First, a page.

Another difference Canadians will notice is that escrow companies are used instead of lawyers to close most Real Estate Transactions. The buyer will almost always choose the escrow company for both parties.

Although not unheard of in Canada, in Arizona Home Warranty coverage is almost always included in the purchase and the seller is very likely to pay for it. Most warranty coverage is for 1 year and includes most major components of the home. There’s usually a small, per service call, fee to be paid by the new owner.

Another part of the contract will deal with any additional items not previously covered in the “standard form”, such as removal of items in the yard or any unusual requests the buyer might have.

Your contract will also have an expiration date, after which the offer to buy is no longer valid by you. You might decide to give the sellers 24 or 48 hours to accept or reject the offer.

Once the contract has been finalized by you, your Realtor will present it.
This process is almost identical to the way things are done in Canada. It’s at this point the sellers can accept your offer exactly as presented and you now have a deal or, the seller can “sign back” the offer with any changes they want. The parties then negotiate back and forth until they either come to an agreement, or walk away.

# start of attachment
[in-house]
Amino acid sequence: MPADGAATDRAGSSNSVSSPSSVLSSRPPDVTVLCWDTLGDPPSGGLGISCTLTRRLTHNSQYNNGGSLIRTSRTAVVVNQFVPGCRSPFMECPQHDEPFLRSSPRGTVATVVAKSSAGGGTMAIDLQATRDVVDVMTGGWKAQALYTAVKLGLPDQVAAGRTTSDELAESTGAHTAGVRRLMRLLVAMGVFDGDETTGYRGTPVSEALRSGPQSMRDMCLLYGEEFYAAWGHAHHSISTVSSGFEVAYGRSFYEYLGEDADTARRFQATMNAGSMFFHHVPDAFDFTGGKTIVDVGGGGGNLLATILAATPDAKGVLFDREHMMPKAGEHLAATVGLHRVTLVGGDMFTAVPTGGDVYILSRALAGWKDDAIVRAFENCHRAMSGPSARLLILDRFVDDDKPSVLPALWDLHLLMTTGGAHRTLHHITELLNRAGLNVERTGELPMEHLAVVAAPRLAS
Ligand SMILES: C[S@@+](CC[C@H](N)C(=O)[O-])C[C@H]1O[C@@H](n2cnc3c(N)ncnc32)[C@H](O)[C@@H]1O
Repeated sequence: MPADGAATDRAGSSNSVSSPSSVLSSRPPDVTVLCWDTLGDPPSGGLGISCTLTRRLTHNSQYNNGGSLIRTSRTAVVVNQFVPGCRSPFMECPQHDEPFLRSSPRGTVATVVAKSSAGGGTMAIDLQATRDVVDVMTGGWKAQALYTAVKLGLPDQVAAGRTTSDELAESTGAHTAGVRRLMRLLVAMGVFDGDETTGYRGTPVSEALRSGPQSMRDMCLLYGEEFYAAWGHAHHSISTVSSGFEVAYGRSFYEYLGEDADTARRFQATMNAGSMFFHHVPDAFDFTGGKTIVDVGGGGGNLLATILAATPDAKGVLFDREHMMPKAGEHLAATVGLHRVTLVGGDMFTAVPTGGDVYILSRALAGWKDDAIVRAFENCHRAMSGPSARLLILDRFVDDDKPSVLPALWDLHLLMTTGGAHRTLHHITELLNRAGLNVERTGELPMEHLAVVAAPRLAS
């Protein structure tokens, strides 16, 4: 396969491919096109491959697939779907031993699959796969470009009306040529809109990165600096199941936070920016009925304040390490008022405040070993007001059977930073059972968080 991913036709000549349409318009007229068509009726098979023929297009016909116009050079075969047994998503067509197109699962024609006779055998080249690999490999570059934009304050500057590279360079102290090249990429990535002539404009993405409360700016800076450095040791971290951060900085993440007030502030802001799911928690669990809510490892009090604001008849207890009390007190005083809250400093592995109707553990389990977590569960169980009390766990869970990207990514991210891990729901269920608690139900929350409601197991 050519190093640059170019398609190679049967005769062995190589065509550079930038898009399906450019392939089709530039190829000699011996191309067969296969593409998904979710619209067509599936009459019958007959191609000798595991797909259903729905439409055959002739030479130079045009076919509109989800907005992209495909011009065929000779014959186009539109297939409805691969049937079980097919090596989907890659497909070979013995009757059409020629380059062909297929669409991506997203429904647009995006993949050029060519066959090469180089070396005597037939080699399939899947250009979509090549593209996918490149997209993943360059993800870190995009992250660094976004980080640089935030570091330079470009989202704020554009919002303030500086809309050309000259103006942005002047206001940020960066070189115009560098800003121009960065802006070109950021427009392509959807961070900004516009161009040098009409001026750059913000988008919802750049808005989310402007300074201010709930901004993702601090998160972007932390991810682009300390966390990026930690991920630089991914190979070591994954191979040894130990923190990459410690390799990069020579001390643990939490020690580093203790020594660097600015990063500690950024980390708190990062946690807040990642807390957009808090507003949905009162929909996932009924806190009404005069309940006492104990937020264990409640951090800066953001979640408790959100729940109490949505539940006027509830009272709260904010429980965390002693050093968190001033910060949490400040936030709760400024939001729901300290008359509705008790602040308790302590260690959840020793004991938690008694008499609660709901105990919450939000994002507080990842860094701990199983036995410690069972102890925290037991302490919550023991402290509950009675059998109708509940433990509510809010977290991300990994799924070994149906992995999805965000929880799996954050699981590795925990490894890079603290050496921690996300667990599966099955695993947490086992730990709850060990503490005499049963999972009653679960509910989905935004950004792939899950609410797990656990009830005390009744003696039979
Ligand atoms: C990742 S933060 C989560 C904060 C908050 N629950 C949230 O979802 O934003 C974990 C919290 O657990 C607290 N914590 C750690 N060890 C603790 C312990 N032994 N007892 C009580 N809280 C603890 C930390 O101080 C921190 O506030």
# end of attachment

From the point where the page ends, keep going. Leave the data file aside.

If an agreement between the parties is reached, your Realtor will take the contract and all other proof of negotiation to the title company and “open escrow”. The escrow company is a private entity that both buyer and seller will use to transfer the title from one party to the other. The escrow company is a neutral party that will rely on the contract for instruction.

 

After your offer is accepted
Now it’s time to conduct your inspections. You have 10 days from the date of acceptance to inspect the home, neighborhood, schools and anything else you want to check on. Your Realtor can provide suggestions to you on items that perhaps you hadn’t even thought of.